For those of you involved with landfill management, I encourage you to join Board Member Steven Jones, on Thursday when he and his panel will highlight recent developments in landfill management and environmental controls. This session will address the California pilot MOLO course for landfill operators, along with state and local permitting and inspection personnel in partnership with SWANA and the Waste Board. Discussions of recent landfill bioreactor research and the results of a cross-media study commissioned by the Board will be discussed to see if current regulations are really providing effective environmental protection.

The Waste Board is also targeting conversion technologies such as hydrolysis and gasification. These processes can take organic materials that cannot be composted and low-grade paper that cannot be recycled and convert them into high-value products such as energy, ethanol, other fuels and industrial products. We are talking about 15 million tons of organics and 10 million tons of non-recyclable paper that is still being landfilled. Compare this to the 6-8 million tons of organics and 4-5 million tons non-recycable paper that are currently being recycled. We still have a way to go when it comes to these organic resources.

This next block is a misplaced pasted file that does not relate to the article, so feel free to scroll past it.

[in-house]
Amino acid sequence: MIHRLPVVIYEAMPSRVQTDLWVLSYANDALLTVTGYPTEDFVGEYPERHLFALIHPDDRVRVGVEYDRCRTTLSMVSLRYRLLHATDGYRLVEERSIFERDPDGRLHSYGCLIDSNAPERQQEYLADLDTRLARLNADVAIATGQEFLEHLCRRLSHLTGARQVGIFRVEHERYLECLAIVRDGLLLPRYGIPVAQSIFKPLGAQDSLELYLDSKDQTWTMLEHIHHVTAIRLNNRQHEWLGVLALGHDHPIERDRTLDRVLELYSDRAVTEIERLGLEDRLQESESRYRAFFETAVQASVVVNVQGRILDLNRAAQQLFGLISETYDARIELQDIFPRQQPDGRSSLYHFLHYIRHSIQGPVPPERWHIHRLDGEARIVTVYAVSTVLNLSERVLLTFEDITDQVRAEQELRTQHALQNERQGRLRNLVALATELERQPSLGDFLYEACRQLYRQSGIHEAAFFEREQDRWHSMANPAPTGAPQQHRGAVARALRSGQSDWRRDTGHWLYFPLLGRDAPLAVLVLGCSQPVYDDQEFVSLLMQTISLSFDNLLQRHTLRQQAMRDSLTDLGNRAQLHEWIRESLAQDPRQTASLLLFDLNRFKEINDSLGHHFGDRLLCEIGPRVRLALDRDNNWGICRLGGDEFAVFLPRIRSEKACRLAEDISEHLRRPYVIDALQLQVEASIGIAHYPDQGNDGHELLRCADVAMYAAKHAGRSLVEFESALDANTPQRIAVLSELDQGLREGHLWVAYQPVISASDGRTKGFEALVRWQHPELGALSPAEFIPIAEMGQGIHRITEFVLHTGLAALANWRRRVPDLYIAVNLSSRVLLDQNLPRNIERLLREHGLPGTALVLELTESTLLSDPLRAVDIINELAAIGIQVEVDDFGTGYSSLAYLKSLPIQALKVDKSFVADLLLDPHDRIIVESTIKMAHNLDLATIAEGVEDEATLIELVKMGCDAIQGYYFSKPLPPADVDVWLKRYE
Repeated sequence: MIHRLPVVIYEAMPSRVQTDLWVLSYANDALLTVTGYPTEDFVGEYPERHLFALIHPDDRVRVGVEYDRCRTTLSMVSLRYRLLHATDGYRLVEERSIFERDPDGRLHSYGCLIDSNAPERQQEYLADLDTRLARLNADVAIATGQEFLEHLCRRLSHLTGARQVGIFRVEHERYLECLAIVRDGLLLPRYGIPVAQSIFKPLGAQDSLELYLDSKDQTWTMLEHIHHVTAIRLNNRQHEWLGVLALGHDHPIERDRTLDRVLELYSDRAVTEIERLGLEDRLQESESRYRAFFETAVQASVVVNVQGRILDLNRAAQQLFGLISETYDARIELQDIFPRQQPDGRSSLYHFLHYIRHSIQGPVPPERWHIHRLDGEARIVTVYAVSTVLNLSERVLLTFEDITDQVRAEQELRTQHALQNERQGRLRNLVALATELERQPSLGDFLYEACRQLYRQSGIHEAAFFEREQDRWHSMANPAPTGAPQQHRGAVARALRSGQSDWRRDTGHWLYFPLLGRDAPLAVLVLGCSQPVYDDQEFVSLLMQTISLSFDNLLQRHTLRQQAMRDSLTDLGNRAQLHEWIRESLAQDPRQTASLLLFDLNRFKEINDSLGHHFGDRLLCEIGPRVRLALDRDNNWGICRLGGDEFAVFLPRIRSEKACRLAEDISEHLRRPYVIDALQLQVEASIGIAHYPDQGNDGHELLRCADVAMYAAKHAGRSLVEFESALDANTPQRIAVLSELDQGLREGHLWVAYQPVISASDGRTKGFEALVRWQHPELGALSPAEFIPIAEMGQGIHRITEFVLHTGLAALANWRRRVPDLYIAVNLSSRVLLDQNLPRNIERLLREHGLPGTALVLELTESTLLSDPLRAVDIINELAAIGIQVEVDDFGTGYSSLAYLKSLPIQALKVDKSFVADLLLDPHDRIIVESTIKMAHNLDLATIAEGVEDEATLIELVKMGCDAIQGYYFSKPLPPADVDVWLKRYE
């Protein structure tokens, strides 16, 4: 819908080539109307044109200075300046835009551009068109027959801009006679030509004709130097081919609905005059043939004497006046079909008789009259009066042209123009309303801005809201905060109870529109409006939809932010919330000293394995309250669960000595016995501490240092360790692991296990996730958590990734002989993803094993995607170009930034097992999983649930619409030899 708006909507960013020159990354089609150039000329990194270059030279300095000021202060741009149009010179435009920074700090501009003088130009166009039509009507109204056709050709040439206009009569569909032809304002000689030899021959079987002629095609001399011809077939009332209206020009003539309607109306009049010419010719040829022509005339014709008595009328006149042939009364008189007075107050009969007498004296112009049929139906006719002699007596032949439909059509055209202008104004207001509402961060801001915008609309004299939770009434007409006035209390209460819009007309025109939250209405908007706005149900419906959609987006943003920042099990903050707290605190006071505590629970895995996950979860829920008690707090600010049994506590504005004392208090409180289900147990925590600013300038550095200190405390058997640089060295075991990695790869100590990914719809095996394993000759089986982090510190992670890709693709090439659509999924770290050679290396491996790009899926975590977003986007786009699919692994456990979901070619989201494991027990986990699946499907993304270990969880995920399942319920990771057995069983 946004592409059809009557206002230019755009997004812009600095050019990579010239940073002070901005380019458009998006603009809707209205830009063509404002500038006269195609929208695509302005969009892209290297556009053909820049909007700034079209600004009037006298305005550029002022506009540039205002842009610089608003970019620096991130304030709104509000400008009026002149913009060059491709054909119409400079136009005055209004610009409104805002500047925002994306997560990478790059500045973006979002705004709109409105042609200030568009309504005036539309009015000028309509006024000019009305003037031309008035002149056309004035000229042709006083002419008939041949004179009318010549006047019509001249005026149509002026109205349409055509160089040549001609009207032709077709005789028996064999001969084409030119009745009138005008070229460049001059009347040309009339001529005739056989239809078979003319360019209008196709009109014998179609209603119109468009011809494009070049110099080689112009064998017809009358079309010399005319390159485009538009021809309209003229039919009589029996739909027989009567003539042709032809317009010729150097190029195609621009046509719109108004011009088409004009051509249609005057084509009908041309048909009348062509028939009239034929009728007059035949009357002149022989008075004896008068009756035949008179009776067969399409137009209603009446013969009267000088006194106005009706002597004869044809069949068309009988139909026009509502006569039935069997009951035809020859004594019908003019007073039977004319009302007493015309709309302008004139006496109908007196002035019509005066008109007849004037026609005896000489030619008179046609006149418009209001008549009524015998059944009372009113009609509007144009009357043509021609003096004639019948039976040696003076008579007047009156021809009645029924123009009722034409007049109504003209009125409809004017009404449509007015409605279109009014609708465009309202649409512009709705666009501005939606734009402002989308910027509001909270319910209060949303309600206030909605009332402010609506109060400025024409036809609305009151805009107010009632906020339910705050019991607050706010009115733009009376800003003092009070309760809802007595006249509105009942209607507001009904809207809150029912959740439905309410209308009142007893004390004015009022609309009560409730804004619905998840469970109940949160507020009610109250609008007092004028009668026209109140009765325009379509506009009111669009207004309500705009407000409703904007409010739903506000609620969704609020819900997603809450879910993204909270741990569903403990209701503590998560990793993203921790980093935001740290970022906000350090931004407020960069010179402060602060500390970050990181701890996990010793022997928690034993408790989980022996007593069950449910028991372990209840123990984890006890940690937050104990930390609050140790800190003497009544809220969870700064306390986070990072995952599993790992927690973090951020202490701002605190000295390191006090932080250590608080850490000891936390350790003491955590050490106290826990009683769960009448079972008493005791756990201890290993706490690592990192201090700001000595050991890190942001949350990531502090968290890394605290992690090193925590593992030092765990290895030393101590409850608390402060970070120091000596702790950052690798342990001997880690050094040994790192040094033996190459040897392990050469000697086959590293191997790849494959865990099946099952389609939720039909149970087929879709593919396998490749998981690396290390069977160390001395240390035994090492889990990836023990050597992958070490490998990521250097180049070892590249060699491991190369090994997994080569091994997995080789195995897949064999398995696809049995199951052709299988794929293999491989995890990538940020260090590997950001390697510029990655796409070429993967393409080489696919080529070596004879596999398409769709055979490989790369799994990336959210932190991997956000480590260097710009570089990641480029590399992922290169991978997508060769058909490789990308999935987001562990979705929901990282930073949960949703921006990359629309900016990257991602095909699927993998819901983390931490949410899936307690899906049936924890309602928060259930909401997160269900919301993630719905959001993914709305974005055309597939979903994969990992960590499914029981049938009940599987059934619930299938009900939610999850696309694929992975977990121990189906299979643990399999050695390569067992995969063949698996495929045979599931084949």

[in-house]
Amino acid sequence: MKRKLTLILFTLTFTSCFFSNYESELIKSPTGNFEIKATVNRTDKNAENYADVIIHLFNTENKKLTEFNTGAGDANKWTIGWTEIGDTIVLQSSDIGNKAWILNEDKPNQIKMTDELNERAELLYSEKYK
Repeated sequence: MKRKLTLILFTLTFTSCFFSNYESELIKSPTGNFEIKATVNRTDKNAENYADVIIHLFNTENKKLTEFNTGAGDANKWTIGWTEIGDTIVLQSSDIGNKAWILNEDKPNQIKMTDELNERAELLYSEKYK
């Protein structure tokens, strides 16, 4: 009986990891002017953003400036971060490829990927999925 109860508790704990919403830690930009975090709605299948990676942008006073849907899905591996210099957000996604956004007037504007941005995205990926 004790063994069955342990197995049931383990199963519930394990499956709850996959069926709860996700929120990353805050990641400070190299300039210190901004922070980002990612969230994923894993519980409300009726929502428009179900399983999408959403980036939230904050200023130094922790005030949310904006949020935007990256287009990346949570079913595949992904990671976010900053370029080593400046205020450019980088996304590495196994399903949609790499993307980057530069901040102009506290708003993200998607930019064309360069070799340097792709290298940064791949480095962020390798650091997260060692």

By exploring conversion technologies we are consistent with the second goal of the Strategic Plan, as we assist in the creation and expansion of sustainable markets, support diversion efforts and encourage the use of diverted materials.

Board Member Jose Medina has taken the lead on addressing the topic of border issues. He will moderate a session on Thursday that will address the ongoing efforts of the State of California and the City of San Diego – as they form a partnership and assist border cities in the establishment of state-of-the-art landfills in Mexico. The development of an infrastructure to accommodate the growing need of Mexican cities within the border region is essential to the protection of the environment and public health for both Mexican and American residents in this area. I am sure you will be hearing more about this in the future.